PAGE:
Take the 2-minute tour ×
Biblical Hermeneutics Stack Exchange is a question and answer site for professors, theologians, and those interested in exegetical analysis of biblical texts. It's 100% free, no registration required.

Is the translation to 'pilgrimage' in Psalm 84: 5 acceptable as in the New King James Bible. Other translations do not seem to use the word and Dake's Annotated has a completely different meaning.

NKJ: 'whose heart is set on pilgrimage' Dake: 'in whose heart are the ways of them' Masoretic: 'in whose heart are the highways'

If 'pilgrimage' is wrong I have made a blunder.

share|improve this question
add comment

1 Answer 1

up vote 2 down vote accepted

The Hebrew word is "mesillot", meaning "highway". The context of the Psalm is talking about going up to Jerusalem:

Psa. 84:4 Blessed are those who dwell in Your house; They will still be praising You.
Psa. 84:7 They go from strength to strength; Each one appears before God in Zion.

Moreover, the LXX translates the verse,

Psa. 83:5 Blessed is the man whose help is of thee, O Lord; in his heart he has purposed to go up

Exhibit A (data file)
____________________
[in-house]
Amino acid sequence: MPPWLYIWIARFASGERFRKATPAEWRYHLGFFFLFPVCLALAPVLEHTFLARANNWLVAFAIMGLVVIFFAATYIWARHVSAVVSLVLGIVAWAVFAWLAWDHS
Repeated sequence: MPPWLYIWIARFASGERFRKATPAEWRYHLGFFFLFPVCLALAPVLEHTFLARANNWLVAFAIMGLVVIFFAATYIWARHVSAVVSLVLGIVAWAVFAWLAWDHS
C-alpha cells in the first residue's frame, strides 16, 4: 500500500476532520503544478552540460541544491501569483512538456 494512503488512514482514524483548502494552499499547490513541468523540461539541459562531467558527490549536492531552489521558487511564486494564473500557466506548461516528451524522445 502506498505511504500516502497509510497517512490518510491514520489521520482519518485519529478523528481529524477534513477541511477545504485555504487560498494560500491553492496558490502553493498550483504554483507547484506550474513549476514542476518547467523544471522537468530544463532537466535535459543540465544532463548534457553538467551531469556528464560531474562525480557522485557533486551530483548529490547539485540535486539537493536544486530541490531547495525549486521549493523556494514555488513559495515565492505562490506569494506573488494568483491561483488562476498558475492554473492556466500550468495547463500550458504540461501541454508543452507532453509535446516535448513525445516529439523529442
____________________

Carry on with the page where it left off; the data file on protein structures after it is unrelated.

Thus the LXX understands the verse to be using the word "highway" in the sense of travelling on a highway toward Jerusalem" (that is, "going up", a common expression for ascending the hill toward Jerusalem).

The NKJV agrees with the NIV and NLT about using the word "pilgrimage", referring to the annual feasts to which all families in Israel were invited. The ESV and NASB, though using the word "highway" in translation, add "to Zion" so the reader will understand that it is the travel toward Jerusalem to which the Psalmist refers. Very few translations follow the KJV in understanding "ways" to be referring to God's ways.

share|improve this answer
    
Relief! Thank you. Pilgrimage is okay. –  gideon marx Nov 1 '13 at 7:16
add comment

Your Answer

 
discard

By posting your answer, you agree to the privacy policy and terms of service.

Not the answer you're looking for? Browse other questions tagged or ask your own question.